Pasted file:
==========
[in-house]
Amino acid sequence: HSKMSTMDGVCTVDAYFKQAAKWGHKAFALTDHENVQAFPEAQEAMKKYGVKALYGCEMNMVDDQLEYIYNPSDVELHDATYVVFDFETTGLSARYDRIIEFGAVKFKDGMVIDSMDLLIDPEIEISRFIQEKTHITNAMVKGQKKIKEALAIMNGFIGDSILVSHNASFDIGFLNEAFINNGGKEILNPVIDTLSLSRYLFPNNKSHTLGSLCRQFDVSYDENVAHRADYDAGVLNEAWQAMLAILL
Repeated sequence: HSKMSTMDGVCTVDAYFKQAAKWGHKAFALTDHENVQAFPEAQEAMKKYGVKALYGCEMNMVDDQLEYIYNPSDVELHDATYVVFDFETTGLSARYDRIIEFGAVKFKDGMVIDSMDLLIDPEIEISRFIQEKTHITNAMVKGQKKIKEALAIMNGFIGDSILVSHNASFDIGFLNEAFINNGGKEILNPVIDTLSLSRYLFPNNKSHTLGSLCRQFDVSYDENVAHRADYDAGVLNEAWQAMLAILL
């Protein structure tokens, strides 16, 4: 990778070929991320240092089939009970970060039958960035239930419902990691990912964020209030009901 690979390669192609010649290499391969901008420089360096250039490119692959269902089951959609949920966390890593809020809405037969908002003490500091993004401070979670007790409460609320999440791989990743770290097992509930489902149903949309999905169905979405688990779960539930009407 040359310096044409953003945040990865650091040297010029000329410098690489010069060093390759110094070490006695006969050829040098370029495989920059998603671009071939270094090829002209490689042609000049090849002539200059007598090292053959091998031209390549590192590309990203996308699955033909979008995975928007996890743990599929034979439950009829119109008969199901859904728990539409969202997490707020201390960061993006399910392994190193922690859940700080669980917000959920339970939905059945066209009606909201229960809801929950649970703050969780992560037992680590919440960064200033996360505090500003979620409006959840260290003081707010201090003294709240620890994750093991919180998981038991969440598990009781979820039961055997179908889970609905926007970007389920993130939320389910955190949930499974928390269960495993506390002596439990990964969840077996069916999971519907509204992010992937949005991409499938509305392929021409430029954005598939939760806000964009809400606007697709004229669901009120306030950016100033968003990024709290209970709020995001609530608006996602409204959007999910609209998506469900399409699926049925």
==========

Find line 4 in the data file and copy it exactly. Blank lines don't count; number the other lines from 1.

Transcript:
């Protein structure tokens, strides 16, 4: 990778070929991320240092089939009970970060039958960035239930419902990691990912964020209030009901 690979390669192609010649290499391969901008420089360096250039490119692959269902089951959609949920966390890593809020809405037969908002003490500091993004401070979670007790409460609320999440791989990743770290097992509930489902149903949309999905169905979405688990779960539930009407 040359310096044409953003945040990865650091040297010029000329410098690489010069060093390759110094070490006695006969050829040098370029495989920059998603671009071939270094090829002209490689042609000049090849002539200059007598090292053959091998031209390549590192590309990203996308699955033909979008995975928007996890743990599929034979439950009829119109008969199901859904728990539409969202997490707020201390960061993006399910392994190193922690859940700080669980917000959920339970939905059945066209009606909201229960809801929950649970703050969780992560037992680590919440960064200033996360505090500003979620409006959840260290003081707010201090003294709240620890994750093991919180998981038991969440598990009781979820039961055997179908889970609905926007970007389920993130939320389910955190949930499974928390269960495993506390002596439990990964969840077996069916999971519907509204992010992937949005991409499938509305392929021409430029954005598939939760806000964009809400606007697709004229669901009120306030950016100033968003990024709290209970709020995001609530608006996602409204959007999910609209998506469900399409699926049925």